Cumberland has been a significant fixture of Virginia’s history since the 17th century. In recent years, this landmark site has had new life breathed into it as a result of its acquisition by Criss Cross Properties, LLC.
Cumberland: A historical legacy
Criss Cross Properties was founded by John Poindexter, an entrepreneur and restorationist whose ancestry is deep-rooted in the New Kent area. “Criss Cross,” which signified Christ’s cross in that era, was the name of his family’s first plantation in Colonial Virginia in the late 1600s.
Although Mr. Poindexter resides in Texas, he considers New Kent his second home because of his rich family heritage in the area. Inspired by his love for history and a strong desire to preserve it, he began a property acquisition and restoration program in 2013. As part of the program, Mr. Poindexter acquired 3,423 acres of rural property clustered around the authentic Criss Cross home. That acreage encompassed part of the original family settlement, including the grounds of Cumberland Plantation.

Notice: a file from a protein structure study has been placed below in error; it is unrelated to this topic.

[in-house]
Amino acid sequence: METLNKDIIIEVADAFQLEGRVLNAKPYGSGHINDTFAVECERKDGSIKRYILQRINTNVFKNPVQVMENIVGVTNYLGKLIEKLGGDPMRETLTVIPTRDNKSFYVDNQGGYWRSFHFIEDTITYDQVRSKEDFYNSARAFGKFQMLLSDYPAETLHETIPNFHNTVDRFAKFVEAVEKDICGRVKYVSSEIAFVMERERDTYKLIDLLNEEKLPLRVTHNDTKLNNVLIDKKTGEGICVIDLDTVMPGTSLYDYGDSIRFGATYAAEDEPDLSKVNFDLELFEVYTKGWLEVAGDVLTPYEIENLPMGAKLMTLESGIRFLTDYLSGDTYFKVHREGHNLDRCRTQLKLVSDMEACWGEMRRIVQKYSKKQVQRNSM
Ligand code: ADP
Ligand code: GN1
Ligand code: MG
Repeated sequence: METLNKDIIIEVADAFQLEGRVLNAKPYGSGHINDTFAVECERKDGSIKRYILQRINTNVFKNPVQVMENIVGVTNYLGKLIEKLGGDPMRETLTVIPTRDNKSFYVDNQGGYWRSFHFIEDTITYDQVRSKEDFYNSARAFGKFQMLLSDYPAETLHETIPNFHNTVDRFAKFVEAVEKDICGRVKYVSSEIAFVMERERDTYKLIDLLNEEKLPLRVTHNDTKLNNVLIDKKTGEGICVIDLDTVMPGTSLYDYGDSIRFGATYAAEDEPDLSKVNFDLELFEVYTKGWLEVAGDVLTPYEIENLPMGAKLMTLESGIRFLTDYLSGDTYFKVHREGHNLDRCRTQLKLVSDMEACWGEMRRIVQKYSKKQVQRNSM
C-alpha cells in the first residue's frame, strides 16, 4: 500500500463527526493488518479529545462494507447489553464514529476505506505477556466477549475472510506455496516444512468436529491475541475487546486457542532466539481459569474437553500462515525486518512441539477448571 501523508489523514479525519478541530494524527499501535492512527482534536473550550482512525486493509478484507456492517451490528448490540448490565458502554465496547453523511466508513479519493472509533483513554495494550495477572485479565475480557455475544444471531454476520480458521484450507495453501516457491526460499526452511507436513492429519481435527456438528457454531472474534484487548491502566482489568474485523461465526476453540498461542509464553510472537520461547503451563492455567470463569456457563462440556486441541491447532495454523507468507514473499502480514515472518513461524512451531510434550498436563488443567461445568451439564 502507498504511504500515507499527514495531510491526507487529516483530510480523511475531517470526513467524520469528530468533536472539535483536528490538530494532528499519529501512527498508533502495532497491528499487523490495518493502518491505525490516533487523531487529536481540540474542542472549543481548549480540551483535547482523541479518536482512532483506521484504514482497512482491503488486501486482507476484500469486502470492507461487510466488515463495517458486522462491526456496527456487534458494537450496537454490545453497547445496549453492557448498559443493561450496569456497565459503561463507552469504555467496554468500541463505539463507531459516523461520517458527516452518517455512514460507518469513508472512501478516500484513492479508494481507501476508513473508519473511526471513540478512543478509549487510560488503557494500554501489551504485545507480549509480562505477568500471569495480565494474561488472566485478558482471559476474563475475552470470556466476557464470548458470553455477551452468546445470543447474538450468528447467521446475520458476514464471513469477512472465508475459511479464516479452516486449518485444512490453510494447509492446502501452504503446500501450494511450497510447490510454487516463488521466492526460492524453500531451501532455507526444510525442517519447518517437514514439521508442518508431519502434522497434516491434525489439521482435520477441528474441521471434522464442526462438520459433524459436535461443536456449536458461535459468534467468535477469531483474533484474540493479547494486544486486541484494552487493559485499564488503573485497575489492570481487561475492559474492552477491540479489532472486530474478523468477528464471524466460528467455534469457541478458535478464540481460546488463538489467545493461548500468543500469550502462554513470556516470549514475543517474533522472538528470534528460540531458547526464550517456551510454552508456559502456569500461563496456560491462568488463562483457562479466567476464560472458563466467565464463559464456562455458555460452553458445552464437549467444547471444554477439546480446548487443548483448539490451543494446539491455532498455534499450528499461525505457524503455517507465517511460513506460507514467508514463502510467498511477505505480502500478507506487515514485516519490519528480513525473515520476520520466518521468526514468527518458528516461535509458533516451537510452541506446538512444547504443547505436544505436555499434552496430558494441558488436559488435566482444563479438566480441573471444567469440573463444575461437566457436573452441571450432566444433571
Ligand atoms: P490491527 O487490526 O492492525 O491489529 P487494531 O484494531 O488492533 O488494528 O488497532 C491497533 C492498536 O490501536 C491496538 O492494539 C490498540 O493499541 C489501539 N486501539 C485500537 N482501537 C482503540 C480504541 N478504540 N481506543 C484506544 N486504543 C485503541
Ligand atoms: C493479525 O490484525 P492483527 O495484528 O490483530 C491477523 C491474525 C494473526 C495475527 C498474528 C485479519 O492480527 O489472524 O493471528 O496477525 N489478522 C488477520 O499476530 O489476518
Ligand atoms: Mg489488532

Disrepair and land degradation plagued most of the individual properties when they were purchased. Today, thanks to the guidance of local craftsmen and talented advisors, the plantation has been revitalized to an impressive semblance of its original condition — with modern conveniences. Likewise, the surrounding lands are once again thriving as farms and managed forests that maintain the character of the colonial era.
Origins: The Poindexter Family and Criss Cross
George Poindexter was the founding immigrant of a prominent family long established on the Isle of Jersey — a British island off the coast of Normandy, France. Shortly after arrival in America in the 1650s, George settled at Middle Plantation, Virginia, now known as Williamsburg. In the 1680s, he and his wife, Susannah, moved to New Kent County, where they established a substantial landholding.
Following George’s death in 1691, Susannah continued to live on the Criss Cross until her death two years later. Their son, George II, succeeded her, and the property remained in the Poindexter family until 1830. In 1953, more than a century later, the home was acquired by Ed and Gayla Harrison, who partially restored the property. In 1973, the U.S. Department of the Interior approved their application to have Criss Cross placed on the National Register of Historic Places.